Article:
by Sunanda Deshapriya
Minister Wimal Weerawansa, nicknamed as the ‘eldest son of the President’, during the 2010 presidential election campaign, came up with a rather serious proposal some two months back: To have a referendum to abolish the 13th Amendment to the Constitution, the constitutional chapter that deals with devolution of power. Sinhala extremist parties and groups immediately expressed their support to the proposition, and some Colombo-based media still write editorials emphasizing the need for the abolition of 13 A. The suggestion does not merely convey the removal of 13th Amendment; but also means the elimination of devolution of powers, as a concept, from Sri Lankan politics.
It is difficult to think that a politician like Weerawansa, who actually has little power base of his own, will come up with such a political campaign without a strong approval from the Government higher ups. Defense Secretary, Gotabhaya Rajapaksa, who initiated the current campaign to abolish 13th Amendment, making a public statement for the third time, said that not only he, but many, have agreed that the Amendment should be done away with.
Weerawansa, who soon after, took his protest even to the Chief Prelates of Malwatta and Asgiriya, obtained their approval to withdraw the 13th Amendment. The statement made by the Prelates was published as a lead story in the state controlled Daily News. The same paper later gave full publicity to a statement made by Deputy Minister, Faizar Mustafa, saying that 13th Amendment should be repealed.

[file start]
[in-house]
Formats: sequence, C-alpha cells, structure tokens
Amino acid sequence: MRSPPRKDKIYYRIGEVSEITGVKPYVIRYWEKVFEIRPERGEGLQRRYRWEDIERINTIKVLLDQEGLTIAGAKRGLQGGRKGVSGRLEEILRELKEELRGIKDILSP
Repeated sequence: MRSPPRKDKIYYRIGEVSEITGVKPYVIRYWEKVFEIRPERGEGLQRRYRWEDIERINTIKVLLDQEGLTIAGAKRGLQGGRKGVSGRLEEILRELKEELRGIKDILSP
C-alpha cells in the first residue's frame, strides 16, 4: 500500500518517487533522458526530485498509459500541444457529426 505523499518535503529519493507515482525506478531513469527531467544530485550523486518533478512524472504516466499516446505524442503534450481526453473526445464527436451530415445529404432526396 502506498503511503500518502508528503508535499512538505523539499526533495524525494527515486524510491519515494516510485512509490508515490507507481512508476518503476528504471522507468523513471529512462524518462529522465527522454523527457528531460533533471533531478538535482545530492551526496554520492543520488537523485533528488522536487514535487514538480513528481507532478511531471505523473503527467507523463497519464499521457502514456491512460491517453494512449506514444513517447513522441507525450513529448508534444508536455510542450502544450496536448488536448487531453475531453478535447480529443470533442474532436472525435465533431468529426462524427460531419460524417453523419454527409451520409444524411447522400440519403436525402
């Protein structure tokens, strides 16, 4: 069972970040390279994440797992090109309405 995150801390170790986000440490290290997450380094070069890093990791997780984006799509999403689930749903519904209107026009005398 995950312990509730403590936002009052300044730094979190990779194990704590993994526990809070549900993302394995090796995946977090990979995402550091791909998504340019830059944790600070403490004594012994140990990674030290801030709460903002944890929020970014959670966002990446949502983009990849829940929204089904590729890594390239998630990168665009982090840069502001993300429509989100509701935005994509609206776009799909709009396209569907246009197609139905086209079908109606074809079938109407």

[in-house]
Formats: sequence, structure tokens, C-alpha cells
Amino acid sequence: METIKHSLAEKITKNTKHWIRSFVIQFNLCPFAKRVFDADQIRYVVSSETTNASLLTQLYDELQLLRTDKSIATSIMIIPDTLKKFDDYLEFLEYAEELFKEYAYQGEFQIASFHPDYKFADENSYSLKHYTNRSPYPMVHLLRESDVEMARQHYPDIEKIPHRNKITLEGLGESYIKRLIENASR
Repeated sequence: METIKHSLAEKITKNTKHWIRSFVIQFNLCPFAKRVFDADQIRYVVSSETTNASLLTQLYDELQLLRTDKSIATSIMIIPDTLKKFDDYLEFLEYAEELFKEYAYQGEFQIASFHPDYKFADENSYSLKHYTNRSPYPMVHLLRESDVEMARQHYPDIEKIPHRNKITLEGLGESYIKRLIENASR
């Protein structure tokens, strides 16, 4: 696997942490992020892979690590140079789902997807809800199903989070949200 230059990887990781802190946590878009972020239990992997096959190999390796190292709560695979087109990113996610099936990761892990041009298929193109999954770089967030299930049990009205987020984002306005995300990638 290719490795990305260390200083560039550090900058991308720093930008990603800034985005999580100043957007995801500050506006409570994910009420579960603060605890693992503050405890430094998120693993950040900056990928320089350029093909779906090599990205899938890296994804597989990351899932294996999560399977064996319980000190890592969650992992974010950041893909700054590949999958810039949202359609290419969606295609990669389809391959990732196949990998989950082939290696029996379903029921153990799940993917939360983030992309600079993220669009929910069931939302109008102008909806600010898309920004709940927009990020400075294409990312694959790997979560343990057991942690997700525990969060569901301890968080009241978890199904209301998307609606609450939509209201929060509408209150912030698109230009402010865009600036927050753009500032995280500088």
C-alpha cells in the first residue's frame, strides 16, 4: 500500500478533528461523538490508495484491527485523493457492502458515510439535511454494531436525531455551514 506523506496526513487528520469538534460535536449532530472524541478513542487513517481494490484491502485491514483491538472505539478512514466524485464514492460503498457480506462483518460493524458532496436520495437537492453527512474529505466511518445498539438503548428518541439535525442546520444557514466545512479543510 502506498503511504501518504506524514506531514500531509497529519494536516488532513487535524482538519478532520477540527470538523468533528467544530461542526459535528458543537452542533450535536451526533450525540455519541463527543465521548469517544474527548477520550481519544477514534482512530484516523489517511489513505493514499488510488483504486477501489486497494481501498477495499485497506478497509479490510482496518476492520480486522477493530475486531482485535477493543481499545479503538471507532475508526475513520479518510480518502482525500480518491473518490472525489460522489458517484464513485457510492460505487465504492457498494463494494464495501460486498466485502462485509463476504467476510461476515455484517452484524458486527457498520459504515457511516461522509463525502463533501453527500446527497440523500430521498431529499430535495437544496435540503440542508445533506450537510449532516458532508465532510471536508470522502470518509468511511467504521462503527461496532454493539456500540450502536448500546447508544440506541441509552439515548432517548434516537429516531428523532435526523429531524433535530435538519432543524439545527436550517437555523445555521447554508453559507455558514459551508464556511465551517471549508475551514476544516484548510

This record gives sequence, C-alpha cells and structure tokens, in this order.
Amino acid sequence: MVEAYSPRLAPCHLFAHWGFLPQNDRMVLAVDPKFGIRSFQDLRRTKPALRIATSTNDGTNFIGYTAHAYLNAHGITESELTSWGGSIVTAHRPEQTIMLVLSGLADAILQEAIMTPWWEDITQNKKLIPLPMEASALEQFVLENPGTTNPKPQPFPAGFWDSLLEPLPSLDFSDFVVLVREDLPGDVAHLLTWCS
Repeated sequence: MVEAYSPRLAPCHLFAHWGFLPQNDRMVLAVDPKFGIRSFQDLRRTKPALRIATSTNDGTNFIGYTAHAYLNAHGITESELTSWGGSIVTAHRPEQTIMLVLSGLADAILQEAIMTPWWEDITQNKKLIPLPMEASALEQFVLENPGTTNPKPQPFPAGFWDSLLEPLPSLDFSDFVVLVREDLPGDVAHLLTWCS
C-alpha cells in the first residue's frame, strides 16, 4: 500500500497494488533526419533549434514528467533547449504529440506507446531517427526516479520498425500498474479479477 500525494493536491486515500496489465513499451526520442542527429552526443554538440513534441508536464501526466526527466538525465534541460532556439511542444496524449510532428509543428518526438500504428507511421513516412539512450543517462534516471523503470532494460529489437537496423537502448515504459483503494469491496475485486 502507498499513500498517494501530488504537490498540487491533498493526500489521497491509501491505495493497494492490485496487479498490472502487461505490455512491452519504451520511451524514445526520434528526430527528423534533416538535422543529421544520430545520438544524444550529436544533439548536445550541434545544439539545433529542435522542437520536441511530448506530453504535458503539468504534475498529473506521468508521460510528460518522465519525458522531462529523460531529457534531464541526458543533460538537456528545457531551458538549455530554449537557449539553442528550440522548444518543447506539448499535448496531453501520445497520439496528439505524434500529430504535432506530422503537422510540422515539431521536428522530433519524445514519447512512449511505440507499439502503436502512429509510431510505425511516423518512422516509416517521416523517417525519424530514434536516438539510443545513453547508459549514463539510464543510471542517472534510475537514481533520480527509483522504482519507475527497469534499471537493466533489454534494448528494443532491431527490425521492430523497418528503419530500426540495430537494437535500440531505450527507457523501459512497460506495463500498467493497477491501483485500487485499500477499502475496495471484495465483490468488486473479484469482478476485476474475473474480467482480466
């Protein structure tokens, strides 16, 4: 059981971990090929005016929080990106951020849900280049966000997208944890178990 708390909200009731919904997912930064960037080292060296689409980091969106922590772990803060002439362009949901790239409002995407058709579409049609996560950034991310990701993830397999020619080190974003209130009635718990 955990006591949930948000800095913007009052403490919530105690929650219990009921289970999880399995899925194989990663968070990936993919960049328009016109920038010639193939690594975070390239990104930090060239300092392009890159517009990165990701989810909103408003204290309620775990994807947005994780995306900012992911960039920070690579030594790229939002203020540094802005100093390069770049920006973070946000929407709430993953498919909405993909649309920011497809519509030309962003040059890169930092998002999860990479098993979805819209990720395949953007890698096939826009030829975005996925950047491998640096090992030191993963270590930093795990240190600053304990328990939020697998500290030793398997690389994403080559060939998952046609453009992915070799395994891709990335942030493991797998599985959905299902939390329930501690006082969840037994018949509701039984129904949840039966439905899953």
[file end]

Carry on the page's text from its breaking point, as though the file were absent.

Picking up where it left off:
None of the newspapers controlled by Rajapaksa regime published a single editorial saying that the Amendment will or should be in force. That’s not all. Minister Samarasinghe who made a lengthy statement on behalf of the Government at the United Nation’s UPR session on 1st November, mentioned nothing at all about the 13 A or devolution of power.
All these factors illustrate that Rajapakse Government does not really oppose the campaign to remove the 13th A to the Constitution. At least it has given up defending the 13 A. For now the abolishing campaign has receded mainly because of the political upheaval created by the impeachment against the chief justice. After the removal of CJ using the parliamentary majority anti 13 A alliances will get back on the streets with force.
The mobilization of the campaign challenging the legitimacy of the 13 A will, later, becomes a part of the political ideological base of Rajapaksa regime.
Therefore we should expect that the anti devolution alliance will take up the proposed referendum as a challenge, if they insist on abolishing the 13th A. That will legitimise their demand. We should salute minister Weerawansa for proposing a democratic process of referendum to abolish the 13 A.
There is no doubt that such a referendum, if held, will make the political intentions of Tamil and Muslim people unmistakably clear to the entire world. It will also make clear the disparity between views of Tamil people on devolution of power and those of Sinhala people.
Moreover, it is already seen that a referendum to abolish the Amendment will shatter irreparably the political coalition on which the Rajapaksa Government stands.